Beaches and Coasts
By Richard A. Davis, Jr., & Duncan M. Fitzgerald
The world’s coastlines are of geologically recent origin, most of their geomorphic features (other than a few relict ones) having arisen since the transgression at the end of the Pleistocene. Seaboards are as diverse as any geological setting on Earth, and of great importance to humans, with many people gaining their livelihoods from them. Davis and FitzGerald have, in this revised edition of Beaches and Coasts, risen to the challenge of publishing a concise and informative book that summarises the nature of Earth’s different coastlines. It also describes the various processes that formed these coasts, and the many factors (climate change, sea-level rise, urban development) that make maintaining the integrity of coastlines challenging.
The authors take a novel approach, such that their book’s title belies its full scope. Prior to describing shoreline systems (deltas, estuaries, tidal flats and so on), they provide an overview of plate tectonics and then classify coastlines according to their plate tectonic settings. They group coasts into three categories: collision types, trailing edge types and marginal seas. These differ in part in the scale of the rivers draining them, collision coasts having short rivers and trailing edge coasts having long ones. They differ also in the nature of the continental shelves, which are narrow on collision coasts, wide on trailing edge coasts, and bordered by offshore island arcs along marginal seas. Trailing edge coasts are subdivided into Neo-types (geologically <30 million years old) resulting from continental rifting, Afro-types around continents lacking opposing collision- and trailing-type coastlines, and Amero-types along passive, Atlantic-type margins.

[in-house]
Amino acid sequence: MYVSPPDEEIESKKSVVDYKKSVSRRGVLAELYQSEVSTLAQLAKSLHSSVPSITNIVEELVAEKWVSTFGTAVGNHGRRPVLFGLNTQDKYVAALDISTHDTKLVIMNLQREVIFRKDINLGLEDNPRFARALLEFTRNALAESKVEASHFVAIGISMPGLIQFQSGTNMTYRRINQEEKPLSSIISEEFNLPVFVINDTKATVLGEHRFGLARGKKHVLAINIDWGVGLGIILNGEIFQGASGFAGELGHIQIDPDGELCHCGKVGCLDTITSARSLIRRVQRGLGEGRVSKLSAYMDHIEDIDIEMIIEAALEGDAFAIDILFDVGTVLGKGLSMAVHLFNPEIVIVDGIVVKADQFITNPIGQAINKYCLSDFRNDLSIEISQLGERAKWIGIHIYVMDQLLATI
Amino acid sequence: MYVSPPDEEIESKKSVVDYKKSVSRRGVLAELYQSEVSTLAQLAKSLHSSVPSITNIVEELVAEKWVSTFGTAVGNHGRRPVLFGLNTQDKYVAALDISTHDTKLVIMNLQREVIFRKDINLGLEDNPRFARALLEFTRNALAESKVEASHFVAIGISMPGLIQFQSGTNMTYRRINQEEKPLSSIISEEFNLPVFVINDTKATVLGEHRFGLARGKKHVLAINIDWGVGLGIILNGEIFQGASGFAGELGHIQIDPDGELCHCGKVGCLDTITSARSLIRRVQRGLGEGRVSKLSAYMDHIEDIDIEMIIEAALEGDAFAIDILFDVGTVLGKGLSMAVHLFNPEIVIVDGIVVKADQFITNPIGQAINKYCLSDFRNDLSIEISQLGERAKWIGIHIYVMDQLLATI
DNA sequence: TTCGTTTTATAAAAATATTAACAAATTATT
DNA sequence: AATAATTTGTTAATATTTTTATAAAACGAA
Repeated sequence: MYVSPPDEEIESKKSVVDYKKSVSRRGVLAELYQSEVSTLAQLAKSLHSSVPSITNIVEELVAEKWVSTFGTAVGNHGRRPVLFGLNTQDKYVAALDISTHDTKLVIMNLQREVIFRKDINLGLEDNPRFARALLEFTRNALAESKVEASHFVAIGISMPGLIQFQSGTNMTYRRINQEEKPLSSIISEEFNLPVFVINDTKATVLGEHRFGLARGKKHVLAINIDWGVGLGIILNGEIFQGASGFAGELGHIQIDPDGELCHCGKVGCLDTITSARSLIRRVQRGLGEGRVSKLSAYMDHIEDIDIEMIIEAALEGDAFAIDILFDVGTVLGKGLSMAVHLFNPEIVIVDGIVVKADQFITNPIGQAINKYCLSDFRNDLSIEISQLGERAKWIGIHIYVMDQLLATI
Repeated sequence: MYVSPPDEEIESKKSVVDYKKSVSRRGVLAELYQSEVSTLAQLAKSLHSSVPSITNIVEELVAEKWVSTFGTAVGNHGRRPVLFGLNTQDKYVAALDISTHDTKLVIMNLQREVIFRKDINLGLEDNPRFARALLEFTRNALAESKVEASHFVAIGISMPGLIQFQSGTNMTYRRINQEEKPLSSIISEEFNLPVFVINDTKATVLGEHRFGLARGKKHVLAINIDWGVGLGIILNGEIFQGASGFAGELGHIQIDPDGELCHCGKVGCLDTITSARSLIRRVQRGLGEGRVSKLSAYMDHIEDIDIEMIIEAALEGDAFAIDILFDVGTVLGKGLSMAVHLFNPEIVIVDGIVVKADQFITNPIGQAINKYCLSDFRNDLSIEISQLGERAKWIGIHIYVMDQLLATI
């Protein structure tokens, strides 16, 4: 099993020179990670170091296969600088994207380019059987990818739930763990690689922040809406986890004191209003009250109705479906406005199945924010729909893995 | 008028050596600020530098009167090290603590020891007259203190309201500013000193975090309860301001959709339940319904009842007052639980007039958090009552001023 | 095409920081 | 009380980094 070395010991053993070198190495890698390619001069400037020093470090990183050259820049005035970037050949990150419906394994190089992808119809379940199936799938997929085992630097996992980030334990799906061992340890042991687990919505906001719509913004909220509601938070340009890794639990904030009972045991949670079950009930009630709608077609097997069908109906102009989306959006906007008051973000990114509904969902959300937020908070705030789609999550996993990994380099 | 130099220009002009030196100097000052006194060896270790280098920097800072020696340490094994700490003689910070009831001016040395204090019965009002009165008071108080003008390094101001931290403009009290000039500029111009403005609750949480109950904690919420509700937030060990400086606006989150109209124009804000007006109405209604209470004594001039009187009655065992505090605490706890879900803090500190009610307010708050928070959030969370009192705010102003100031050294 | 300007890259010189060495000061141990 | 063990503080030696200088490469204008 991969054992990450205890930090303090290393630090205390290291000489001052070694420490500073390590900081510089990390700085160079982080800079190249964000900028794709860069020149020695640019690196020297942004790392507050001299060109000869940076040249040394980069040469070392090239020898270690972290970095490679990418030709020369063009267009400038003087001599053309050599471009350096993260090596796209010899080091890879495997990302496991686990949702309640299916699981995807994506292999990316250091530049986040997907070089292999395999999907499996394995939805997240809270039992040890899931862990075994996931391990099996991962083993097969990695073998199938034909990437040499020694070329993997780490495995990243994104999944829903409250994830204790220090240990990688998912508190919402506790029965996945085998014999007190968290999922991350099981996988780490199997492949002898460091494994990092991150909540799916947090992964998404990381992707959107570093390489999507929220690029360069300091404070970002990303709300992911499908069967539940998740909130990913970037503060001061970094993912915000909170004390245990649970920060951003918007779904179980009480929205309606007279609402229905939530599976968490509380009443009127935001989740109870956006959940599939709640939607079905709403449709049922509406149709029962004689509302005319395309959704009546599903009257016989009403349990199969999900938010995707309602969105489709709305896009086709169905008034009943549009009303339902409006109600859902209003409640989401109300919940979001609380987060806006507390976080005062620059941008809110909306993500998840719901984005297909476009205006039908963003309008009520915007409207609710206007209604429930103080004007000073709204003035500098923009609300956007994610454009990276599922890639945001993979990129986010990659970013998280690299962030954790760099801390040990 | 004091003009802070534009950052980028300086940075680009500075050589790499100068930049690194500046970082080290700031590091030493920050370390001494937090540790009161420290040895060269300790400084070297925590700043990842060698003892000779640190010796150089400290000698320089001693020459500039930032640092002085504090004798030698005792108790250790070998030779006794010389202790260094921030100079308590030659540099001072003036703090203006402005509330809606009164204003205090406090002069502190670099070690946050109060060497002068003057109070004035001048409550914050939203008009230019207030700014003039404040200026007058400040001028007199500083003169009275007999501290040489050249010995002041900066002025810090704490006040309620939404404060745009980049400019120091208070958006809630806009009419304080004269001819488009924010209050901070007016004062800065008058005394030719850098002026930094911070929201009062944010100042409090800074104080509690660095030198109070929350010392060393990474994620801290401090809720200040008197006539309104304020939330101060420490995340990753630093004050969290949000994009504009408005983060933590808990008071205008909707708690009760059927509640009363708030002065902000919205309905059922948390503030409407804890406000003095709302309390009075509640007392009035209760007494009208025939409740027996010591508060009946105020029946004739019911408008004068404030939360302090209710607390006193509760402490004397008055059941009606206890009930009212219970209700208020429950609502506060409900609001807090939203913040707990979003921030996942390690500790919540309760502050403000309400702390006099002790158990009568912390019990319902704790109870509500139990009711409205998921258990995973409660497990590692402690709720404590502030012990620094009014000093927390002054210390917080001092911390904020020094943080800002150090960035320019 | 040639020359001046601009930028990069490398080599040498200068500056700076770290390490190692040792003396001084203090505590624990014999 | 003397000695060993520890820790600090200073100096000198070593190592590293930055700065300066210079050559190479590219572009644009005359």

Superimposed on this classification are the effects of modern climates, weather systems such as hurricanes, wave types and their propagation, and tides. A brief description of sediments and rocks is presented, but the mineralogical component is kept to a minimum, shoreline sediments containing primarily four mineral types: feldspars, quartz, clay minerals and carbonates.
With this background in place, the authors describe the many shoreline systems, noting in which plate tectonic setting they primarily occur. The emphasis is on depositional features, but one chapter is devoted to rocky coasts. In addition to diagrams showing systems’ evolution, photographs from worldwide settings are provided to illustrate them. Boxed case studies add depth; I particularly enjoyed one describing historic car races at Daytona Beach, Florida. This book is designed for introductory students, bibliographic references being kept to a minimum. However, it has much to offer to those in more advanced courses and those working in coastal management.
Beaches and Coasts
BY: Richard A. Davis, Jr., & Duncan M. Fitzgerald (2nd Edition, 2020). John Wiley & Sons, 536 pp. (hbk and ebook)
PRICE: £70.00 www.wiley.com
Reviewed by Brent Wilson